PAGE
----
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Google Nexus One To Cost £25 Per Month?

So the Nexus One is already out and Vodafone has already been announced as the only official mobile phone operator for the Google-branded mobile phone.

At around £325 SIM Free and unlocked, Google's Android powerhouse is £125 cheaper than Motorola's latest phone, provides you with a saving of £175 compared to the HTC HD2 and costs roughly the same as the Nokia E72.

(ed : You can get the iPhone 3G for as little as £364 unlocked & SIM free legally from O2; just read our article on the subject).

The Nokia E72 currently goes for £22.50 with 400 minutes and 300 texts at Orange (Panther 25, 24 months contract (opens in new tab)).

Vodafone (opens in new tab) currently charges £30 per month for the Nokia E72 with 600 minutes, unlimited texts, 500 MB of mobile internet and webmail.

Eagle-eyed users will have noticed that this is £5 cheaper than the £35 per month O2 charges for the monthly iPhone 3G contract and it will be intriguing to see how the iPhone clan reacts to the introduction of the Nexus One in the UK.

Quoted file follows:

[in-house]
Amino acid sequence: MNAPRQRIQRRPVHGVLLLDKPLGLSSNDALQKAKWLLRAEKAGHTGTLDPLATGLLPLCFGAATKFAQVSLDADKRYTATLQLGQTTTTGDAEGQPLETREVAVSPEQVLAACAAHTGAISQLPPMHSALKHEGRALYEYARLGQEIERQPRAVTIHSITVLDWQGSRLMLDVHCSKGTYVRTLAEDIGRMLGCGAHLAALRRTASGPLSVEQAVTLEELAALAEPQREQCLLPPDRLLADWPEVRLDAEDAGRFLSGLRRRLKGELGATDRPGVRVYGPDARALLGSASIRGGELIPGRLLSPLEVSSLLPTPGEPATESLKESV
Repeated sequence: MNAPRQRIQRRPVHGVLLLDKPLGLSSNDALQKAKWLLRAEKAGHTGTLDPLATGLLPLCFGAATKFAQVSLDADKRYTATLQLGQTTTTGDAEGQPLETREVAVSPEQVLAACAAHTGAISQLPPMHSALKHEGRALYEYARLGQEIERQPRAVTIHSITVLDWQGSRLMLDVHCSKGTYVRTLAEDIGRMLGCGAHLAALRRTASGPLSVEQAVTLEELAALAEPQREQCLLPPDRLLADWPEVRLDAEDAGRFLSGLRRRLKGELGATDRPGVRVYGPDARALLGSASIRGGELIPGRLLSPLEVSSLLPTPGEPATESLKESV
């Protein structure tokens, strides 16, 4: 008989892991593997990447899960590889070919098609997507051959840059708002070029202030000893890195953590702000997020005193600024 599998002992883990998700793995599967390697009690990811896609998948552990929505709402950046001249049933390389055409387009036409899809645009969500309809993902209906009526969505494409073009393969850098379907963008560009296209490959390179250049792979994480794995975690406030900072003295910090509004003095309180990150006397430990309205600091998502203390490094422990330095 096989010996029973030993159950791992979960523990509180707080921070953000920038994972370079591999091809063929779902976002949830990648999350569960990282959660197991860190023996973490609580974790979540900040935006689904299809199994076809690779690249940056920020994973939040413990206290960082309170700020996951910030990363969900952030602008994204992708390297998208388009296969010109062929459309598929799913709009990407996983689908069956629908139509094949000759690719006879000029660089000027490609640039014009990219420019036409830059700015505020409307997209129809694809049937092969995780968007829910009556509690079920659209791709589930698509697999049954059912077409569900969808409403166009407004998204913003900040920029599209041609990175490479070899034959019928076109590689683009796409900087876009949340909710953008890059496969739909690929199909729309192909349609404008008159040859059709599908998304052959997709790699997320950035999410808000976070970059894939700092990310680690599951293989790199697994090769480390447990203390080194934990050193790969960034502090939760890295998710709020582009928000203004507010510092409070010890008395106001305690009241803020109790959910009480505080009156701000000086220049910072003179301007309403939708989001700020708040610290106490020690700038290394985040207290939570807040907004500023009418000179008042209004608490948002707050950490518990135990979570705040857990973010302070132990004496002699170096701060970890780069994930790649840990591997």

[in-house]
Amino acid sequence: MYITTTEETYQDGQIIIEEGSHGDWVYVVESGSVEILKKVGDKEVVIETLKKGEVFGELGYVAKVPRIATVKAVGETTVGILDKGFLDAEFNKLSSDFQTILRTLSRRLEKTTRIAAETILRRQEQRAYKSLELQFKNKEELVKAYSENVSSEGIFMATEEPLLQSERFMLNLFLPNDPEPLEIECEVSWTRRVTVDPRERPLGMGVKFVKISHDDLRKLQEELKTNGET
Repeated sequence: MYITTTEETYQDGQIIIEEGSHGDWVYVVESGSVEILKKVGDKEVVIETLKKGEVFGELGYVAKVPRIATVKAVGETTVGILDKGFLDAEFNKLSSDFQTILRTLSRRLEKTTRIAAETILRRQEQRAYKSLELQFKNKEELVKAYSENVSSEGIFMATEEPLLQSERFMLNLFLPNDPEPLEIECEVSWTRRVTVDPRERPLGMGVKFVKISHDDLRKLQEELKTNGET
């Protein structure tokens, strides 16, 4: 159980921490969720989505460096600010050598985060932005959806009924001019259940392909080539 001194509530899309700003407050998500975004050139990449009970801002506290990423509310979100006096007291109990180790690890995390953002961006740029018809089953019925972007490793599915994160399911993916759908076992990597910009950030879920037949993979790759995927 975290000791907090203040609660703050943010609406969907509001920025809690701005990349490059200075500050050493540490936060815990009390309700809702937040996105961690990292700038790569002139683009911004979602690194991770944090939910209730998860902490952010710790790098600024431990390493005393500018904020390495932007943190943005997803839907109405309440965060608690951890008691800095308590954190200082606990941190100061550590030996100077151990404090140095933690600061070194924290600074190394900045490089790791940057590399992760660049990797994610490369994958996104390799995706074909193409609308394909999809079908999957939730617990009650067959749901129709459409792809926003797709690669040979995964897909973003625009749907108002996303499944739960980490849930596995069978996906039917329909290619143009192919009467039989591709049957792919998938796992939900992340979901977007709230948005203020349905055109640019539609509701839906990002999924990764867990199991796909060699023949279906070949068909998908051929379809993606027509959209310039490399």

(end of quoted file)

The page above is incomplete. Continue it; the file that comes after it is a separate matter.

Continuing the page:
To make things even more exciting, it is unlikely that Vodafone will remain the exclusive network for the Nexus One; Google chose Verizon Wireless and T-Mobile in the US and we would bet our bottom dollar that T-Mobile UK will carry the Nexus One soon which means that unlike the Apple iPhone, prices will go down quickly.

Our Comments

Competition is good and Google is a great rival for Apple and the rest of the market. Let's see what will happen over the next few months with a number of other Android-based smartphones expected to hit the market very soon.

Related Links

Google tries to quietly trample on Apple's toes (opens in new tab)

(The Register)

Google could launch Android phone today (opens in new tab)


Google uncloaks the Nexus One (opens in new tab)

(The Register)

Our new approach to buying a mobile phone (opens in new tab)


Google's Nexus One smartphone prepares for battle with the iPhone (opens in new tab)


Désiré Athow

Désiré has been musing and writing about technology during a career spanning four decades. He dabbled in website building and web hosting when DHTML and frames were en vogue and started writing about the impact of technology on society just before the start of the Y2K hysteria at the turn of the last millennium. Following an eight-year stint at where he discovered the joys of global tech-fests, Désiré now heads up TechRadar Pro. Previously he was a freelance technology journalist at Incisive Media, Breakthrough Publishing and Vnunet, and Business Magazine. He also launched and hosted the first Tech Radio Show on Radio Plus.